So, what are proverbs, then?  Well, again according to Smart Words, a proverb is “a simple and short saying, widely known, often metaphorical, which expresses a basic truth or practical precept, based on common sense or cultural experience.”  In other words, these sayings are so old that they seem to have sprung up from some well in the depths of our collective consciousness.  “A watched pot never boils.”  “Birds of a feather flock together.” “Don’t bite the hand that feeds you.”  But since we’re talking about language, there are, of course, exceptions to this rule.  Some of our best-known proverbs in English (“Early to bed, early to rise, etc.”) are attributable to Benjamin Franklin.  So much for the non-attribution of proverbs, huh?

All of this is great fun, of course, but you’re probably wondering why I brought this fascinating subject up in the first place.  Well, I don’t know about you, but lately I’ve noticed that a number of aphorisms, proverbs, and adages have become scarily literal.  In general, figures of speech are metaphorical, dammit, and they should stay that way.  What’s weirder is that other sayings seemed to have disappeared as completely as Rudy Giuliani’s sanity.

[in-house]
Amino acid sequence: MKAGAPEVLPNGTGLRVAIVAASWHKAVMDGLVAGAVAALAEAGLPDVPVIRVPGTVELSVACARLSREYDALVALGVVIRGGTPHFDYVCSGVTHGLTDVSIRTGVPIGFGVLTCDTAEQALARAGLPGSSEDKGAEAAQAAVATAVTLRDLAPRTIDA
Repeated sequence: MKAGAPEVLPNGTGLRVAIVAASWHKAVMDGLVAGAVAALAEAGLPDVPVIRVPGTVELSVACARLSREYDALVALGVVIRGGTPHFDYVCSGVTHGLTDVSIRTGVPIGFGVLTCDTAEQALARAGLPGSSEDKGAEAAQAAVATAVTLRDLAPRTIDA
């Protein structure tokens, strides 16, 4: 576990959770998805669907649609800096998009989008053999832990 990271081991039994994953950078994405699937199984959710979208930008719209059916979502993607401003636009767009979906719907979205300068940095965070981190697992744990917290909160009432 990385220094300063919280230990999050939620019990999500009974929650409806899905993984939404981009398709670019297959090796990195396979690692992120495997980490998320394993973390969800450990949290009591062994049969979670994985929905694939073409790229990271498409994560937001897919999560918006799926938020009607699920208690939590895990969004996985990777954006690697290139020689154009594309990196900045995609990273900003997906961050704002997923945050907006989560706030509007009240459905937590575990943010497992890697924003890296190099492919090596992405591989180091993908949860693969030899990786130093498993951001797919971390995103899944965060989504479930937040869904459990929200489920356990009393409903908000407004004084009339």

For example, significant members of the Trump family appear to have taken the adage that “charity begins at home” quite literally indeed. The general understanding of this saying is that your first responsibility is to yourself and your family; if you don’t take care of them, then you can’t help others.  Dickens, with his characteristic subtlety, used Mrs. Jellyby in Bleak House to outrageously lampoon people who neglect this primary responsibility. Mrs. J. gleefully spends all her time worrying about setting up a mission in Africa instead of tending to her frightfully feral children.  Needless to say, her African venture isn’t much of a success, either. The Trumps, on the other hand, appear to be the anti-Jellybys. Their charity is all about the home. In fact, not only does charity start chez Trump, but it is locked up good and tight and never allowed to see the light of day.  According to the Attorney General of New York, the Trump Foundation is not so much a philanthropic entity as an ancillary checking account.  And some of the allegations are so outrageous (for example, the Board had not met for nineteen years, and the official treasurer had no idea that he held the position), that a reader might be forgiven for thinking that Mr. Dickens had written the petition.